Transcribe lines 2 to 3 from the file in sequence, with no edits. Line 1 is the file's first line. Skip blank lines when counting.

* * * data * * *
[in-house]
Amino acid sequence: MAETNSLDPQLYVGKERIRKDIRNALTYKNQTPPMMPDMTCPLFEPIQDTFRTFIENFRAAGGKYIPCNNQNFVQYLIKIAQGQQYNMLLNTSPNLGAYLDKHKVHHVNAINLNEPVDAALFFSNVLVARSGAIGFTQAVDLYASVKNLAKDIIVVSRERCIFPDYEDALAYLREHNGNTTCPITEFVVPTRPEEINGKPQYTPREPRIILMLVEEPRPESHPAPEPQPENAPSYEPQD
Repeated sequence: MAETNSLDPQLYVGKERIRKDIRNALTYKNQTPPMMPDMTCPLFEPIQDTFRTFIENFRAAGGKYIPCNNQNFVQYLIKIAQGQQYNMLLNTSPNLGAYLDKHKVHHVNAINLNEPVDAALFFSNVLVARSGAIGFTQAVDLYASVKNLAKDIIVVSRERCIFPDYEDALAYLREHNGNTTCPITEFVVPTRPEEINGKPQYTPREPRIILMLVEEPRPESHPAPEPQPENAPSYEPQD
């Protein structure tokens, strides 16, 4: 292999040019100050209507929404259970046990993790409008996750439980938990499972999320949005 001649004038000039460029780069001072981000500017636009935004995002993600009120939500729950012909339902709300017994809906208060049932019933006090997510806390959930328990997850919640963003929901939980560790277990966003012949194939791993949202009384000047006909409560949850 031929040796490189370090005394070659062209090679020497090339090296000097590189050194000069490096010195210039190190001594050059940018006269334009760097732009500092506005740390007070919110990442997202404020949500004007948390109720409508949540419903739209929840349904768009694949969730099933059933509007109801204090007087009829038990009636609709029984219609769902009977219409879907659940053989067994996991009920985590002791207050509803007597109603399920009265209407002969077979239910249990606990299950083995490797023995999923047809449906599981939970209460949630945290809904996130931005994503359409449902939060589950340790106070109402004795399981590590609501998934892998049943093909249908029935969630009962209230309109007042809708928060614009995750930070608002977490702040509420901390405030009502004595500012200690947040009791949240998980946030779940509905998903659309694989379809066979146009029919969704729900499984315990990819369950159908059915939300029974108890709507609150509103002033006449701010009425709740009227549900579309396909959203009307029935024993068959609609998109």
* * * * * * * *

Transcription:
Amino acid sequence: MAETNSLDPQLYVGKERIRKDIRNALTYKNQTPPMMPDMTCPLFEPIQDTFRTFIENFRAAGGKYIPCNNQNFVQYLIKIAQGQQYNMLLNTSPNLGAYLDKHKVHHVNAINLNEPVDAALFFSNVLVARSGAIGFTQAVDLYASVKNLAKDIIVVSRERCIFPDYEDALAYLREHNGNTTCPITEFVVPTRPEEINGKPQYTPREPRIILMLVEEPRPESHPAPEPQPENAPSYEPQD
Repeated sequence: MAETNSLDPQLYVGKERIRKDIRNALTYKNQTPPMMPDMTCPLFEPIQDTFRTFIENFRAAGGKYIPCNNQNFVQYLIKIAQGQQYNMLLNTSPNLGAYLDKHKVHHVNAINLNEPVDAALFFSNVLVARSGAIGFTQAVDLYASVKNLAKDIIVVSRERCIFPDYEDALAYLREHNGNTTCPITEFVVPTRPEEINGKPQYTPREPRIILMLVEEPRPESHPAPEPQPENAPSYEPQD